It’s a century-old alliance that bound Australia and New Zealand together in blood at Anzac Cove on 25 April, 1915.
One soldier, Private Wilfred Knight, tragically embodies this trans-Tasman tradition like few others.
Born in New Zealand, the young railway worker was living in the Riverina town of Junee when he enlisted in the Australian Imperial Force in August 1914. He is the first recorded New Zealander to die at Gallipoli.
Pte Knight will be honoured by the Junee RSL sub-branch this Anzac Day. President Greg Zakharoff says the extraordinary story has only recently come to light.
“Mr Knight’s name is up on the honour board here at the Cenotaph and at the RSL Club, but it was just a name,” Mr Zakharoff says.
He says it was federal MP Michael McCormack who first connected the dots.
Mr McCormack is a former journalist and has published several books on local history. He was looking into another soldier when he unearthed the surprising Kiwi connection.
“I was researching on a fellow from Gundagai who’d gone to World War One and not returned. And I started to look at the others from the Riverina,” says Mr McCormack.
“When I realized that he (Knight) was from New Zealand, I thought ‘that’s fascinating’! The deeper I dug, I realized that he was, in fact, the first New Zealander reported killed from Gallipoli, which, I’ve got to tell you, blew me away.”
His research was pieced together from Australian and New Zealand sources and is laid out in a commemorative Anzac Day booklet.
Mr McCormack says it was a tale worthy of the telling.
“This is one of the greatest Anzac stories that could ever be told. It actually unifies and unites the two nations in a way that I’ve not otherwise seen.”
Wilfred Victor Knight was born in the Otago region of New Zealand’s South Island in 1890.
Before the war, Knight had moved to NSW where he worked a variety of jobs including on the Sydney Trams. Mr McCormack points to a warning he was given for “reckless driving” as an indication of his larrikin nature.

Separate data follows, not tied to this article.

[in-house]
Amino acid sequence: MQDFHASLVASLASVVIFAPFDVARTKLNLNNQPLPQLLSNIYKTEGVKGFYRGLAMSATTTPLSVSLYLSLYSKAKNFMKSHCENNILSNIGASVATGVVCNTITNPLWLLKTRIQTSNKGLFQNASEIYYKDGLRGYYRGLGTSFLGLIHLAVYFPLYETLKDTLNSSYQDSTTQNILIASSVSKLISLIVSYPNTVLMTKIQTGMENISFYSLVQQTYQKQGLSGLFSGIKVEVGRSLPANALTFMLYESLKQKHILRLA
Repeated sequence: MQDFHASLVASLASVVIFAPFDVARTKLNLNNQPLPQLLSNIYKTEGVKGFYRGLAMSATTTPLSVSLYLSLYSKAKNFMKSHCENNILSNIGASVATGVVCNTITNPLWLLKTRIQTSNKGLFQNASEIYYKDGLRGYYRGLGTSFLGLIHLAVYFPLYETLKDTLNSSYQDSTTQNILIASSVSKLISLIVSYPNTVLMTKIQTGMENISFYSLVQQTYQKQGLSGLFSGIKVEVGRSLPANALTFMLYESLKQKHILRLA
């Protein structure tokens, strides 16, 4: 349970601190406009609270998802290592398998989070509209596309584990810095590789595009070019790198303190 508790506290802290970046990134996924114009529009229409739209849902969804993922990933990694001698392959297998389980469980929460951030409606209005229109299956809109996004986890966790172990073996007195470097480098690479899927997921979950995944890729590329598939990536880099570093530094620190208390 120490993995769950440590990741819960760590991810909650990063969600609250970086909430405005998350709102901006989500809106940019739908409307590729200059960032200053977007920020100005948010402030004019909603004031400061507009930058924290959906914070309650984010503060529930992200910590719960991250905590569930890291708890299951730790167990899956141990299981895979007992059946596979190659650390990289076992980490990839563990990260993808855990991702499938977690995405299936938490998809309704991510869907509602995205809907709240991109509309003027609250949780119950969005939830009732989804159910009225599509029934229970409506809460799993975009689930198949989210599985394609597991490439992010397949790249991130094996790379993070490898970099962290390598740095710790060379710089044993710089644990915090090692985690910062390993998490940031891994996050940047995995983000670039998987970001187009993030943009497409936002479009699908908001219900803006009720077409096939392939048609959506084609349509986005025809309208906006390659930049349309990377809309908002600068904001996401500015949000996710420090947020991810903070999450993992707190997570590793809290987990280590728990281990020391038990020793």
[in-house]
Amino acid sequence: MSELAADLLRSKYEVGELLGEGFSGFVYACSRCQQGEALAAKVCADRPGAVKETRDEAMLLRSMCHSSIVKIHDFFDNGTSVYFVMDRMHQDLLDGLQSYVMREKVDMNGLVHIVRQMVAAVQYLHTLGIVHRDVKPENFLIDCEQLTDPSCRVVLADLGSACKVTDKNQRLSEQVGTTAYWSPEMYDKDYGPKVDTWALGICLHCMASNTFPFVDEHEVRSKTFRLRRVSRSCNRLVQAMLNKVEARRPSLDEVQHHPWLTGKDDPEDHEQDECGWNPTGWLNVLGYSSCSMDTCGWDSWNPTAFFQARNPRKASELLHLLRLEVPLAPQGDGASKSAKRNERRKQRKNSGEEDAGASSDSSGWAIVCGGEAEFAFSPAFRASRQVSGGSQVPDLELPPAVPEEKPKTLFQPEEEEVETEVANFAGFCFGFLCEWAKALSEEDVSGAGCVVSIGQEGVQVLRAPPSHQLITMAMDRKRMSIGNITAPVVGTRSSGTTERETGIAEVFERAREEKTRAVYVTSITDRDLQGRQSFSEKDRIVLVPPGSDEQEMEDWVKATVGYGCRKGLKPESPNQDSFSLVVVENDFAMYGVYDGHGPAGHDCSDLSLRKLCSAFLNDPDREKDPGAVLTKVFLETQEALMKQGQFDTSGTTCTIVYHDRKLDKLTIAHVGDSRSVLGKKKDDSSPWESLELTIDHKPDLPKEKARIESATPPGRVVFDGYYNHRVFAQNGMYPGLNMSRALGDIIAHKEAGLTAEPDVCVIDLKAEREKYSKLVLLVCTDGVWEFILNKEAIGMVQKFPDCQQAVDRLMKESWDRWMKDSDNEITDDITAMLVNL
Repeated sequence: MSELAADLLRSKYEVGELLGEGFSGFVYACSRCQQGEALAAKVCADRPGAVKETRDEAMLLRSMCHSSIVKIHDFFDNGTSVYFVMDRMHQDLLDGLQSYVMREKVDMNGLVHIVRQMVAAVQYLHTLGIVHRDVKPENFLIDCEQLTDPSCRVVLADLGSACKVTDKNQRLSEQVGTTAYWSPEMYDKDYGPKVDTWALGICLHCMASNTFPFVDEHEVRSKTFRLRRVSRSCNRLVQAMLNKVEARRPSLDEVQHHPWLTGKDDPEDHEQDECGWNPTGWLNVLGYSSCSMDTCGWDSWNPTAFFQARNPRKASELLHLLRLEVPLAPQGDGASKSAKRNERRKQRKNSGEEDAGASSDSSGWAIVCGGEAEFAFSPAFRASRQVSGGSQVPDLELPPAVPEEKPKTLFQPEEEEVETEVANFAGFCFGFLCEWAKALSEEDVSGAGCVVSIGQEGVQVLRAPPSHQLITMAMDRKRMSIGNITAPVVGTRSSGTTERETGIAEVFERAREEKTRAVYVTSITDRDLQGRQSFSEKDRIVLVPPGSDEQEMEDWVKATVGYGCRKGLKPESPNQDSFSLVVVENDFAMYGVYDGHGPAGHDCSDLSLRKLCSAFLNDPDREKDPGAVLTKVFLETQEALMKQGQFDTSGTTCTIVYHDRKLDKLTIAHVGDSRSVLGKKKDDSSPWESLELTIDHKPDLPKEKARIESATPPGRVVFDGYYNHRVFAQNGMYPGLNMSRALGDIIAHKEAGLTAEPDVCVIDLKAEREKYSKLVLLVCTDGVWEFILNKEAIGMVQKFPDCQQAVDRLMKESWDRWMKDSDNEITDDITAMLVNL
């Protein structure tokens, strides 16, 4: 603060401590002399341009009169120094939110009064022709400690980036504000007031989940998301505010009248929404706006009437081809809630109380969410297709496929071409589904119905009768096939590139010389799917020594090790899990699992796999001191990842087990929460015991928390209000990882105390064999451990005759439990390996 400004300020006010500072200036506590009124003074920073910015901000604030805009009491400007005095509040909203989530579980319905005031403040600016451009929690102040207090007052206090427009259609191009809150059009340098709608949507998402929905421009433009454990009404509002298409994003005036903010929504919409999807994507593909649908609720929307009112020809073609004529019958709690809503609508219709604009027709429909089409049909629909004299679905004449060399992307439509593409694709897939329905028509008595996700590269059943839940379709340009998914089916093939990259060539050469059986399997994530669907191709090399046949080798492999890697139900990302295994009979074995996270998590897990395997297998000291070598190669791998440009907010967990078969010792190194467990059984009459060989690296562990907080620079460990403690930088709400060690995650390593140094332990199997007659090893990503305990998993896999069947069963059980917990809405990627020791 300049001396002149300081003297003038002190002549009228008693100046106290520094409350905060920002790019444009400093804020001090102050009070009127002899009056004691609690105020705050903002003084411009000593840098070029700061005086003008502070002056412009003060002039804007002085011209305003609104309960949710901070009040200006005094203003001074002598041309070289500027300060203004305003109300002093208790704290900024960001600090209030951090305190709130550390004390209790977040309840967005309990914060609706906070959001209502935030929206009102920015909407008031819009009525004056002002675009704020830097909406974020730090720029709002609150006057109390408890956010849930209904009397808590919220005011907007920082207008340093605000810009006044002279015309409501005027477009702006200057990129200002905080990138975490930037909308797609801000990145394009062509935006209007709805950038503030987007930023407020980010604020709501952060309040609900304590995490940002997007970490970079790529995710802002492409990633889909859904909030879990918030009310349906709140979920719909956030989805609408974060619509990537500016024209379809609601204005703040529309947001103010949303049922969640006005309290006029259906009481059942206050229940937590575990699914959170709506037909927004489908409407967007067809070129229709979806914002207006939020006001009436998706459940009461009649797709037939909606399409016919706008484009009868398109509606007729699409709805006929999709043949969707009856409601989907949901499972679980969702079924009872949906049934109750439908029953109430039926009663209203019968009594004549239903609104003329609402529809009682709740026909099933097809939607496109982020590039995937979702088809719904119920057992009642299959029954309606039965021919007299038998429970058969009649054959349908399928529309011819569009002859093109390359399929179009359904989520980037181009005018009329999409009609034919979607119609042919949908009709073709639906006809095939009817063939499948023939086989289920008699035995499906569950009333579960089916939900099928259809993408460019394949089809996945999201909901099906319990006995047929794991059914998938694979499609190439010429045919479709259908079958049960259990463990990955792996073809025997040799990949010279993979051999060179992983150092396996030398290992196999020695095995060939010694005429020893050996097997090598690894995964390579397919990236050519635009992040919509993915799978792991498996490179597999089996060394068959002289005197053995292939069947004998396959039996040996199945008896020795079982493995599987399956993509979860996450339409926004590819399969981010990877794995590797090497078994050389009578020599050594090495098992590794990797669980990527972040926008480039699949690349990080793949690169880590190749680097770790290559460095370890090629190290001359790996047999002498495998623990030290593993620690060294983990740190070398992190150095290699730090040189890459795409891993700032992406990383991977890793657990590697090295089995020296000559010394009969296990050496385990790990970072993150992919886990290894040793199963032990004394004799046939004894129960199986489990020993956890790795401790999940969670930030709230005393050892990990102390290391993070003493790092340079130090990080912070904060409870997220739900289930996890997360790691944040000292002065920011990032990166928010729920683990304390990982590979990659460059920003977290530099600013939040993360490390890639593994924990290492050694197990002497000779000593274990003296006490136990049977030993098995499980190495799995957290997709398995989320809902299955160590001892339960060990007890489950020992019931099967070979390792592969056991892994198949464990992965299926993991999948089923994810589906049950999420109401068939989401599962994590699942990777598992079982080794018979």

“Obviously he had a real roving and restless spirit, as even his family admitted. So he would have fitted perfectly with the diggers.”
Knight eventually took a job in Junee, where he worked as a locomotive fireman on the steam trains.
When the British declared war in August 1914, the “war scare” caused much of the rail work to dry up. He enlisted just 18 days later.
After training in Egypt, where he met up with his younger brother and a cousin, Knight boarded a ship for the Dardanelles.
On the fateful morning of 25 April, the young Kiwi jotted down his will in his paybook. A few short hours later, the battalion was thrown into the firing line.
“He was wounded on that famous day, he’s lingered for two days. It must have been an agonizing two days,” says Mr McCormack.
The young Anzac’s sacrifice will be the focus of this year’s commemorations at Junee. Mr Zakharoff says representatives from New Zealand will join them for the dual service.
“We’ve got Major John Gordon from the Royal New Zealand Defence Force, who’s going to give a talk. He will also deliver the ode in Maori language.
“We’re arranging for some photography work to be done that’ll go back to the New Zealand High Commission and we’ll hit the press in New Zealand. So it’s a very big thing for this town.”
Mr McCormack hopes that this will be the first step toward a lasting connection between the Riverina town and Otago. He’s even floated the idea of erecting a life-size bronze statue on Junee’s Main Street.
“He died a hero’s death. He’s been buried at sea, so there’s no actual resting place for him. I think it’d be highly appropriate to erect a life-sized statue in his honour in Junee, his adopted town, to forge those links between our nation and New Zealand.”
Junee’s march and memorial service will run from 10:35 am today, 25 April.
Original Article published by Chris Roe on About Regional.